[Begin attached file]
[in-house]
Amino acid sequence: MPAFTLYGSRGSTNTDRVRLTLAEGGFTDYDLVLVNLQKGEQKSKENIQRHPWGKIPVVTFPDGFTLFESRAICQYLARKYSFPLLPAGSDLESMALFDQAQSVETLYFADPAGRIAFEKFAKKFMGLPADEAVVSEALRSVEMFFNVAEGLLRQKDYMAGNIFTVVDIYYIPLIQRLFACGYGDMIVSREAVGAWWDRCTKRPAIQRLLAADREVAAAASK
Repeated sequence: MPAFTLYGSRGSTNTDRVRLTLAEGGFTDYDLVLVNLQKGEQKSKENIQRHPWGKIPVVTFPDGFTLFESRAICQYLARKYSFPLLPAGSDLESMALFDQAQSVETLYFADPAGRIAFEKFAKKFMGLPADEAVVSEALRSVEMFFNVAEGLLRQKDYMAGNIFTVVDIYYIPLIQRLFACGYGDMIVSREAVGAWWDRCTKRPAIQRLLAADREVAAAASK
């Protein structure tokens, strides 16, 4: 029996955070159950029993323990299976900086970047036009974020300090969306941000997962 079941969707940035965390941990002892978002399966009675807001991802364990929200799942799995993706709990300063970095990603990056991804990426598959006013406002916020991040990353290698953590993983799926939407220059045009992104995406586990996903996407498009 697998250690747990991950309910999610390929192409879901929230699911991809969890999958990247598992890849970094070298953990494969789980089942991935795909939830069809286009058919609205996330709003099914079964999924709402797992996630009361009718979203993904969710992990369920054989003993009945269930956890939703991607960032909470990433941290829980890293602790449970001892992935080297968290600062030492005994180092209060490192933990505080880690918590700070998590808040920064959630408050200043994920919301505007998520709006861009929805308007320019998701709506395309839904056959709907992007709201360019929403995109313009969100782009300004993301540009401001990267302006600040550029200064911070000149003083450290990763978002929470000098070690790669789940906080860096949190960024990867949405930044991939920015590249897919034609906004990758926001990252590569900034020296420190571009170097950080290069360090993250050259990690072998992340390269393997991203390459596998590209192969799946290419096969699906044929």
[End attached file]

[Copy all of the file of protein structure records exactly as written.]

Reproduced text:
[in-house]
Amino acid sequence: MPAFTLYGSRGSTNTDRVRLTLAEGGFTDYDLVLVNLQKGEQKSKENIQRHPWGKIPVVTFPDGFTLFESRAICQYLARKYSFPLLPAGSDLESMALFDQAQSVETLYFADPAGRIAFEKFAKKFMGLPADEAVVSEALRSVEMFFNVAEGLLRQKDYMAGNIFTVVDIYYIPLIQRLFACGYGDMIVSREAVGAWWDRCTKRPAIQRLLAADREVAAAASK
Repeated sequence: MPAFTLYGSRGSTNTDRVRLTLAEGGFTDYDLVLVNLQKGEQKSKENIQRHPWGKIPVVTFPDGFTLFESRAICQYLARKYSFPLLPAGSDLESMALFDQAQSVETLYFADPAGRIAFEKFAKKFMGLPADEAVVSEALRSVEMFFNVAEGLLRQKDYMAGNIFTVVDIYYIPLIQRLFACGYGDMIVSREAVGAWWDRCTKRPAIQRLLAADREVAAAASK
């Protein structure tokens, strides 16, 4: 029996955070159950029993323990299976900086970047036009974020300090969306941000997962 079941969707940035965390941990002892978002399966009675807001991802364990929200799942799995993706709990300063970095990603990056991804990426598959006013406002916020991040990353290698953590993983799926939407220059045009992104995406586990996903996407498009 697998250690747990991950309910999610390929192409879901929230699911991809969890999958990247598992890849970094070298953990494969789980089942991935795909939830069809286009058919609205996330709003099914079964999924709402797992996630009361009718979203993904969710992990369920054989003993009945269930956890939703991607960032909470990433941290829980890293602790449970001892992935080297968290600062030492005994180092209060490192933990505080880690918590700070998590808040920064959630408050200043994920919301505007998520709006861009929805308007320019998701709506395309839904056959709907992007709201360019929403995109313009969100782009300004993301540009401001990267302006600040550029200064911070000149003083450290990763978002929470000098070690790669789940906080860096949190960024990867949405930044991939920015590249897919034609906004990758926001990252590569900034020296420190571009170097950080290069360090993250050259990690072998992340390269393997991203390459596998590209192969799946290419096969699906044929």